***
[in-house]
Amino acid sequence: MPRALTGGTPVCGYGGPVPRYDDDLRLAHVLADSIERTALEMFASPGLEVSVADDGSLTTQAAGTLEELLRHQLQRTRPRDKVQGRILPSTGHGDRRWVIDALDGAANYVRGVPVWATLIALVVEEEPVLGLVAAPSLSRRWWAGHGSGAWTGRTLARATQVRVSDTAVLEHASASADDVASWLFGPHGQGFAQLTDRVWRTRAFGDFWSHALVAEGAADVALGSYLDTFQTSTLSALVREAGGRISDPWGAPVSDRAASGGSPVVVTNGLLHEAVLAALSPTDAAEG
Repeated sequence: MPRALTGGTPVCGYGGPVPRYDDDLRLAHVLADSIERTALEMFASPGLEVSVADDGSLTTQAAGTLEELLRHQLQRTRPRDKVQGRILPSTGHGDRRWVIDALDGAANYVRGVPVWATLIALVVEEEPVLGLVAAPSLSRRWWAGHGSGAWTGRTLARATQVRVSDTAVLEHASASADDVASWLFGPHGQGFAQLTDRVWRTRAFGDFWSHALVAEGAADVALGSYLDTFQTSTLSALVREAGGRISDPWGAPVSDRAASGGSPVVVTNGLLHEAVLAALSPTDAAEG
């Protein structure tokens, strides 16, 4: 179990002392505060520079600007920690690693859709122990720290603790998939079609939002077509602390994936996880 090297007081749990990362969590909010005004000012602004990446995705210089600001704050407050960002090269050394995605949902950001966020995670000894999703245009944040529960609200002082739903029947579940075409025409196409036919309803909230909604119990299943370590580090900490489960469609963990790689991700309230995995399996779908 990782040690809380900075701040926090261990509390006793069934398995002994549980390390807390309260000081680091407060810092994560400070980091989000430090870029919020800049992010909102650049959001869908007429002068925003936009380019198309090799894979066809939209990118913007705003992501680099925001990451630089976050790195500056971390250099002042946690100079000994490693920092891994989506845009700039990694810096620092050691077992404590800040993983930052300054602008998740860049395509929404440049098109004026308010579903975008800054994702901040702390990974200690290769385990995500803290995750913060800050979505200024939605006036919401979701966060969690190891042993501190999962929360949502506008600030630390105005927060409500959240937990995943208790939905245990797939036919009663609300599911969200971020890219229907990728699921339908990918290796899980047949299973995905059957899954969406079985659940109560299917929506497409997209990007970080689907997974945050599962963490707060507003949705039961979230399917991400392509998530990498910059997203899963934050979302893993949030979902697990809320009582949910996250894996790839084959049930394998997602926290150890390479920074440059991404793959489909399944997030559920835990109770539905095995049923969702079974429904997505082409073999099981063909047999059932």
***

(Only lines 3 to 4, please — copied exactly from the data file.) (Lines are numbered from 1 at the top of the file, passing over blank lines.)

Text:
Repeated sequence: MPRALTGGTPVCGYGGPVPRYDDDLRLAHVLADSIERTALEMFASPGLEVSVADDGSLTTQAAGTLEELLRHQLQRTRPRDKVQGRILPSTGHGDRRWVIDALDGAANYVRGVPVWATLIALVVEEEPVLGLVAAPSLSRRWWAGHGSGAWTGRTLARATQVRVSDTAVLEHASASADDVASWLFGPHGQGFAQLTDRVWRTRAFGDFWSHALVAEGAADVALGSYLDTFQTSTLSALVREAGGRISDPWGAPVSDRAASGGSPVVVTNGLLHEAVLAALSPTDAAEG
């Protein structure tokens, strides 16, 4: 179990002392505060520079600007920690690693859709122990720290603790998939079609939002077509602390994936996880 090297007081749990990362969590909010005004000012602004990446995705210089600001704050407050960002090269050394995605949902950001966020995670000894999703245009944040529960609200002082739903029947579940075409025409196409036919309803909230909604119990299943370590580090900490489960469609963990790689991700309230995995399996779908 990782040690809380900075701040926090261990509390006793069934398995002994549980390390807390309260000081680091407060810092994560400070980091989000430090870029919020800049992010909102650049959001869908007429002068925003936009380019198309090799894979066809939209990118913007705003992501680099925001990451630089976050790195500056971390250099002042946690100079000994490693920092891994989506845009700039990694810096620092050691077992404590800040993983930052300054602008998740860049395509929404440049098109004026308010579903975008800054994702901040702390990974200690290769385990995500803290995750913060800050979505200024939605006036919401979701966060969690190891042993501190999962929360949502506008600030630390105005927060409500959240937990995943208790939905245990797939036919009663609300599911969200971020890219229907990728699921339908990918290796899980047949299973995905059957899954969406079985659940109560299917929506497409997209990007970080689907997974945050599962963490707060507003949705039961979230399917991400392509998530990498910059997203899963934050979302893993949030979902697990809320009582949910996250894996790839084959049930394998997602926290150890390479920074440059991404793959489909399944997030559920835990109770539905095995049923969702079974429904997505082409073999099981063909047999059932």